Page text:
Ahead of Ghana's Round of 16 contest with world champions Brazil, FIFAworldcup.com sought the opinions of African fans on how well the continent hosting the next FIFA World Cup has performed - and discovered how Africa is getting behind its last surviving representatives in Germany.
Of the five countries representing Africa at Germany 2006, four Côte d'Ivoire , Ghana, Angola and Togo - were making their debuts on the world stage. Only Tunisia , from the north, had seen action at the world's biggest football festival before.
Traditional powers Nigeria, Cameroon, South Africa, Egypt and Morocco were all watching from afar as the world waited to see how well the new boys would fare four years before the party swings by Africa for the first time.
With Ghana the only nation to make it to the knockout stage, there were mixed reactions among fans on the streets of Cologne - where Angola, Ghana and Togo all played - though optimism shone through.
"I think Africa's main weakness has been their finishing and Ivory Coast and Togo have suffered especially," said Ouma from Nigeria. "I was impressed by the Togo players' individual skills but they were severely hampered by internal problems. I think we'd have liked to have had at least two African teams through to the second round but I'm happy for Ghana."
Eric from Togo, whose team were affected by off-field problems and recorded three defeats, believed the weakness lay at the other end. "I thought the African teams were able to compete with the best in the world in virtually every department except goalkeeping," said the Sparrowhawks fan.
"Angola's (Joao Ricardo) was the best but the rest left a lot to be desired. For Ivory Coast, who have two defenders playing for Arsenal, I thought it made a big difference to their confidence. It is hard to judge Togo's performances because their preparation was not professional."
Despite two opening defeats, Jean-Marie was happy that Côte d'Ivoire had managed to pull off at least one win in a very tough group. "Leaving after the group stage was not really the result we had hoped for because we believe we are one of the world's best teams," he said of the Elephants, following an energetic discussion with some countrymen. "But it is our first appearance at the finals and the experience will help us in four years. We have a lot of good young players and we must learn not to rely on (Didier) Drogba so much."
After winning the CAF African Cup of Nations two years ago there were high hopes for Tunisia ahead of the finals. "We did not perform as well as we could," Karim said of a team who recorded just a point from their opening game against Saudi Arabia. "But things could have gone very differently had we not conceded against Spain." (Tunisia led for 63 minutes before conceding three late goals.)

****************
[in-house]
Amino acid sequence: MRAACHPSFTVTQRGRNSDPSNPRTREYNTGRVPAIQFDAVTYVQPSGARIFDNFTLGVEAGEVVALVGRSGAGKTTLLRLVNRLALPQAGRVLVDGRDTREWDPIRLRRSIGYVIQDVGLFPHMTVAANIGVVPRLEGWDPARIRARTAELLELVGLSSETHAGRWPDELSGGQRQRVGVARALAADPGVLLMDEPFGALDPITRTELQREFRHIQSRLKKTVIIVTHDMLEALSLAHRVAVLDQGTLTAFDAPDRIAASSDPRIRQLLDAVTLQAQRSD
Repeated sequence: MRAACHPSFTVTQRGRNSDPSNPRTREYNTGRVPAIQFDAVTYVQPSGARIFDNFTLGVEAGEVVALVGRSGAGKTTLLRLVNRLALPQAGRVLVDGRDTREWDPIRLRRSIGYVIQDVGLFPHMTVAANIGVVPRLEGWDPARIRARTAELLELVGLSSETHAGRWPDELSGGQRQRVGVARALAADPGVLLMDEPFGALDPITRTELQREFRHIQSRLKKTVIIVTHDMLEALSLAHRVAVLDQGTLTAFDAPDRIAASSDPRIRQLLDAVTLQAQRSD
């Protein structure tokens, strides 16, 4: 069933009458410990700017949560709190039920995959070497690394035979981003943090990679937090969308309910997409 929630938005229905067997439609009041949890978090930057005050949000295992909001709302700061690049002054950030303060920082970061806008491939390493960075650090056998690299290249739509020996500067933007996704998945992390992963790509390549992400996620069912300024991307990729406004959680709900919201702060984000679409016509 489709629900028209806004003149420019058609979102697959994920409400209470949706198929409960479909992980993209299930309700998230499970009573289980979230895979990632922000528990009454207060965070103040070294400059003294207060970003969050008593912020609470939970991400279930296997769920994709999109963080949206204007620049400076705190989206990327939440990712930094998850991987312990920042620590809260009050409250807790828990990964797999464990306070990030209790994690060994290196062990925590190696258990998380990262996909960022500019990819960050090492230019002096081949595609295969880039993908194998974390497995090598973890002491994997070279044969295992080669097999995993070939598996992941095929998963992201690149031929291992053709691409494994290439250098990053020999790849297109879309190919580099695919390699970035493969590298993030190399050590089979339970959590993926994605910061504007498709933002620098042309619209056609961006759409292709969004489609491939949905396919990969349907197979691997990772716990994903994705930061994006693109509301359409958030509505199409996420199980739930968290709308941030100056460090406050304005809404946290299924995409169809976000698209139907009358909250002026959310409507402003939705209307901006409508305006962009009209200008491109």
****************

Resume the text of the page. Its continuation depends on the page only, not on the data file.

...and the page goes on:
Angola coach Luis Oliveira Goncalves, the only African manager at the finals, believed the more African nations with experience of the FIFA World Cup, the better for the continent. "African football is progressing," he said.
"We know that we can do more than we are doing now and each time we take part in a tournament it shows that we have to improve our infrastructure, our organisation and our training of young players.
"But one day the world will realise Africa has a name to defend and it will defend its reputation," added Goncalves whose side earned two draw against Mexico and Iran, conceding just two goals.
Although the performances of the Palancas Negras surprised many, it is the Black Stars of Ghana who have shone brightest. "No matter what, I like the guys. I'm so proud," said Felix from Ghana. "People ask me where are you from? When I say Ghana, they say 'where is that?' Now they know it is in west Africa."
Two other Ghanaians, Jerriet and Shila, were positively bursting with pride. "It has been wonderful - all the Ghanaian community has come together to support our nation," they said. "Now we are in the finals for the first time and I never felt we would come this far. All of black Africa seems to be supporting us now."
Ghana's performances, with two wins after the opening defeat by Italy, have caused a stir beyond Africa. "They have proved to the world that they can do it," added Ouma. "They have won the FIFA U-17 championship so they have no complex against the big nations. It's also nice they are playing the world champions as they have nothing to lose."
Ghana, the other newcomers, and Africa's more traditional powers will now be hoping to return to world stage in 2010. "Nigeria have a very good young team and Cameroon should be back in the hunt," said Pierre from Cameroon. "Senegal are very strong-willed and South Africa will have qualified automatically so I see a very competitive qualifying campaign. There is so much at stake this time all of Africa wants to be at the home party."
Ouma added: "It was nice to see four new African nations reach the finals. No nation has a divine right to qualify for the finals. There are now about ten African nations with World Cup experience so it could work well for 2010."